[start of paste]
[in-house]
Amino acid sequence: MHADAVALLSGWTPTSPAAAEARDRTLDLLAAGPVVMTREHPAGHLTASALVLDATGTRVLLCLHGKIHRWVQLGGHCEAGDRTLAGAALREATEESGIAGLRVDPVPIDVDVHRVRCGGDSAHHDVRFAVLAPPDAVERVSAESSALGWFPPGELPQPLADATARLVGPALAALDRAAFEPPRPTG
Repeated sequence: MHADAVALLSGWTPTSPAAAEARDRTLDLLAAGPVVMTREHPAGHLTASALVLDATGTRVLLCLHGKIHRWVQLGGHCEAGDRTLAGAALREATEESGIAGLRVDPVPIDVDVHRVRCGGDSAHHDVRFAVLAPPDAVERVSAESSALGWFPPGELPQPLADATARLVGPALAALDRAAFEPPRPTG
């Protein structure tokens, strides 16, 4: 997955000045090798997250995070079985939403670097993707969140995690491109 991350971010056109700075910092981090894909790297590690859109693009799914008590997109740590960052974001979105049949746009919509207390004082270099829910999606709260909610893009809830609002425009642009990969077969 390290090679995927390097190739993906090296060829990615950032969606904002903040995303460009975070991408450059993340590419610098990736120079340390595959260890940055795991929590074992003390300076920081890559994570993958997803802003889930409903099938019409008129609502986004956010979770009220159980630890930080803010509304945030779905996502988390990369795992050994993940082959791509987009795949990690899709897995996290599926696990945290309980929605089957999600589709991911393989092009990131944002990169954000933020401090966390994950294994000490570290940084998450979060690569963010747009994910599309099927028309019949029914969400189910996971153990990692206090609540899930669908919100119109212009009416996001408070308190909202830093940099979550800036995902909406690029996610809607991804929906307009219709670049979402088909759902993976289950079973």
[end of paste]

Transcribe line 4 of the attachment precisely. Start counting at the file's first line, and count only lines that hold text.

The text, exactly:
């Protein structure tokens, strides 16, 4: 997955000045090798997250995070079985939403670097993707969140995690491109 991350971010056109700075910092981090894909790297590690859109693009799914008590997109740590960052974001979105049949746009919509207390004082270099829910999606709260909610893009809830609002425009642009990969077969 390290090679995927390097190739993906090296060829990615950032969606904002903040995303460009975070991408450059993340590419610098990736120079340390595959260890940055795991929590074992003390300076920081890559994570993958997803802003889930409903099938019409008129609502986004956010979770009220159980630890930080803010509304945030779905996502988390990369795992050994993940082959791509987009795949990690899709897995996290599926696990945290309980929605089957999600589709991911393989092009990131944002990169954000933020401090966390994950294994000490570290940084998450979060690569963010747009994910599309099927028309019949029914969400189910996971153990990692206090609540899930669908919100119109212009009416996001408070308190909202830093940099979550800036995902909406690029996610809607991804929906307009219709670049979402088909759902993976289950079973």